DES MOINES — Gov. Terry Branstad didn’t look far too find someone to appoint to the Natural Resources Commission.
The fifth-term governor appointed his son, Marcus Branstad of West Des Moines, to the commission that sets policy regarding fish, wildlife and conservation as well as overseeing state parks and forests.
The Branstad administration defended the appointment of the governor’s son, pointing out that he will go through the same confirmation process as every other appointee. Governors’ appointments must be confirmed by two-thirds of the 50-member Senate.
The younger Branstad, 29, has a “heart for service,” according to the governor’s spokesman, Tim Albrecht. He’s a longtime outdoor enthusiast and hunter.
“He has a passion for outdoor resources,” Albrecht said.
The governor appoints the “best possible individual” to state boards and commissions “and Marcus’ passion made him a great candidate for that job.”
Marcus Branstad, a political science major of Buena Vista University, is a manager at the American Chemistry Council.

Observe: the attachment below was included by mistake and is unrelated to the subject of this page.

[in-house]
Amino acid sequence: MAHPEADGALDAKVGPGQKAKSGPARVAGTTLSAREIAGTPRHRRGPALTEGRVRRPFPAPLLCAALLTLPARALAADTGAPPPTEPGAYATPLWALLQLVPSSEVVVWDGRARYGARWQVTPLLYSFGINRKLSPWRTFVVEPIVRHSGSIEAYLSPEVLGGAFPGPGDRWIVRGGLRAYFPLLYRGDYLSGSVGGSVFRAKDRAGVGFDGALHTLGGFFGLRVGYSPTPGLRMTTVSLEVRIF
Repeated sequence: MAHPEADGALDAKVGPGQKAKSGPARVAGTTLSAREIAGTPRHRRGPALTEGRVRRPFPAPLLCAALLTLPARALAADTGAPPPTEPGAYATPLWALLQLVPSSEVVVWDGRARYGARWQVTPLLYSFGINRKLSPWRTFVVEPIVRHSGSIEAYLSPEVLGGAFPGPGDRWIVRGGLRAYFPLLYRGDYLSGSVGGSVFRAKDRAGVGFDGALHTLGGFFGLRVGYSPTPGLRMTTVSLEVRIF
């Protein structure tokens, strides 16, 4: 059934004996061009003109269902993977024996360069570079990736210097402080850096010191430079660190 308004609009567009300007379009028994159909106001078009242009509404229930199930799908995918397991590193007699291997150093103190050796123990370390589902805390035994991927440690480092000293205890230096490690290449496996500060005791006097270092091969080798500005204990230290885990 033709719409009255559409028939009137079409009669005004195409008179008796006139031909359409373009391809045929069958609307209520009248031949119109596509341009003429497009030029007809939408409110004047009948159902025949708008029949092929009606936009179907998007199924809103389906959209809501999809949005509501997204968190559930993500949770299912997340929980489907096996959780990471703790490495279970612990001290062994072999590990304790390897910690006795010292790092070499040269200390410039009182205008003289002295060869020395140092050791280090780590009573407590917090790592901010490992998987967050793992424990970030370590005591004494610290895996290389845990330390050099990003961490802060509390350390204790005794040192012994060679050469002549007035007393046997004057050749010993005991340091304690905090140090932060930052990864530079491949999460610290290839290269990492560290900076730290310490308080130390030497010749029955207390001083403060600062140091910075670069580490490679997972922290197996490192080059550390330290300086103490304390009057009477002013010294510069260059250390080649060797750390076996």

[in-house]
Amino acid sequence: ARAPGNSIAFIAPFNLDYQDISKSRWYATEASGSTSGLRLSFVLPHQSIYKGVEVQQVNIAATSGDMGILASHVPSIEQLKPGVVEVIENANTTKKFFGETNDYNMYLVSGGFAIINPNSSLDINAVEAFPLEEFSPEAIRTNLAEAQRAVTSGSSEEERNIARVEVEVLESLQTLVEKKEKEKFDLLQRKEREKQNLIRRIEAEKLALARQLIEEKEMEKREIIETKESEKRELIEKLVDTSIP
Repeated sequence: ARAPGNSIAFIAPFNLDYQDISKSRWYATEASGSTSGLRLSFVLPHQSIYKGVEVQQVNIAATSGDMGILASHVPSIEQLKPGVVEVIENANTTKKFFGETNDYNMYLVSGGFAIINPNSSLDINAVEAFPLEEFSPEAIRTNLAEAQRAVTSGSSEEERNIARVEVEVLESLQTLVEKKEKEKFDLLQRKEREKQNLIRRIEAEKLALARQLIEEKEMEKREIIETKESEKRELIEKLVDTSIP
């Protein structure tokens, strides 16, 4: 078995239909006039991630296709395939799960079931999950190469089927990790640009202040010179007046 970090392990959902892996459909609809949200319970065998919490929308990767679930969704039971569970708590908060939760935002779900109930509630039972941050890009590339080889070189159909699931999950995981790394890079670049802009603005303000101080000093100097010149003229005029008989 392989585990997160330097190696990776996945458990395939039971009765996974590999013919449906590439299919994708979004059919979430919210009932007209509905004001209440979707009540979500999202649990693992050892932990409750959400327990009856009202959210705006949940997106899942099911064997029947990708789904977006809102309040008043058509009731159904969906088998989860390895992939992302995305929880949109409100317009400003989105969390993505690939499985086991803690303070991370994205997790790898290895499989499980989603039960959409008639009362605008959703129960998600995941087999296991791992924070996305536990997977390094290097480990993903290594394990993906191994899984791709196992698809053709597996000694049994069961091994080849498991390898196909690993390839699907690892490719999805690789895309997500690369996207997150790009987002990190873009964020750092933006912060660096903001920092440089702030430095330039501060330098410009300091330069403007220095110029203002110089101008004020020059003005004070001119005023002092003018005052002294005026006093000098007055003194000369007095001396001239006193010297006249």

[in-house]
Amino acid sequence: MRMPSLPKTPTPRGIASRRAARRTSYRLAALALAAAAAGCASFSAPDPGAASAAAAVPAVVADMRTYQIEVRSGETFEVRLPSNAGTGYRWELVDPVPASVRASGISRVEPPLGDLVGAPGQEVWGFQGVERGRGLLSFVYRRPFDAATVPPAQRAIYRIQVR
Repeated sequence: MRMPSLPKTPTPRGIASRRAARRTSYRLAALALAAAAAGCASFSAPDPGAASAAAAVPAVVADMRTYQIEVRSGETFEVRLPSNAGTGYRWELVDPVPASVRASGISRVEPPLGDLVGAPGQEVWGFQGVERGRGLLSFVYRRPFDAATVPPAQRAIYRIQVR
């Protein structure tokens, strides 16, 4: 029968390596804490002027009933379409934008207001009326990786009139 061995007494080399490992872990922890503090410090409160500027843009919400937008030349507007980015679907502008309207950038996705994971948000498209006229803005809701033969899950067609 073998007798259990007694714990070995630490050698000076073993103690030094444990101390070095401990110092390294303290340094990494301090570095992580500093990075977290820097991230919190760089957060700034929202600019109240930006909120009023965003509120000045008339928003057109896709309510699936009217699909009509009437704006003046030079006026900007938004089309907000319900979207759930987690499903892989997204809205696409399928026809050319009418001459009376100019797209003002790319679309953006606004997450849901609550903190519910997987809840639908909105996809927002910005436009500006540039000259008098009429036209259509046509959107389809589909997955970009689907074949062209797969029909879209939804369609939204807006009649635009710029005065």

Senate Natural Resources Committee Chairman Dick Dearden, D-Des Moines, said he would welcome the younger Branstad’s input on natural resource issues.
“Marcus is a nice young guy,” Dearden said, adding that he once hunted with him. “He’ll do a nice job. I’m glad the governor appointed him.”
One thing Dearden and Marcus Branstad likely will agree on is the governor overturning a ban on the use of lead shot by mourning dove hunters. The liberal blog Bleeding Heartland suggested the Branstad appointment “will presumably help make sure that commission never again tries to ban lead ammunition for any kind of hunting.”
The seven members of Natural Resource Commission serve six-year terms.
Other appointments include Delia Meier of Eldridge to the Iowa Economic Development Authority Board. Meier is senior vice president of the Iowa 80 Group, which operates the “World’s Largest Truck Stop” near Walcott, and daughter of founder truck stop founder Bill Moon.
Meier hosted Republican presidential candidate Mitt Romney for a campaign event at the landmark stop in 2012 and she’s been at the Statehouse this year lobbying against a proposed hike in the state’s fuel tax.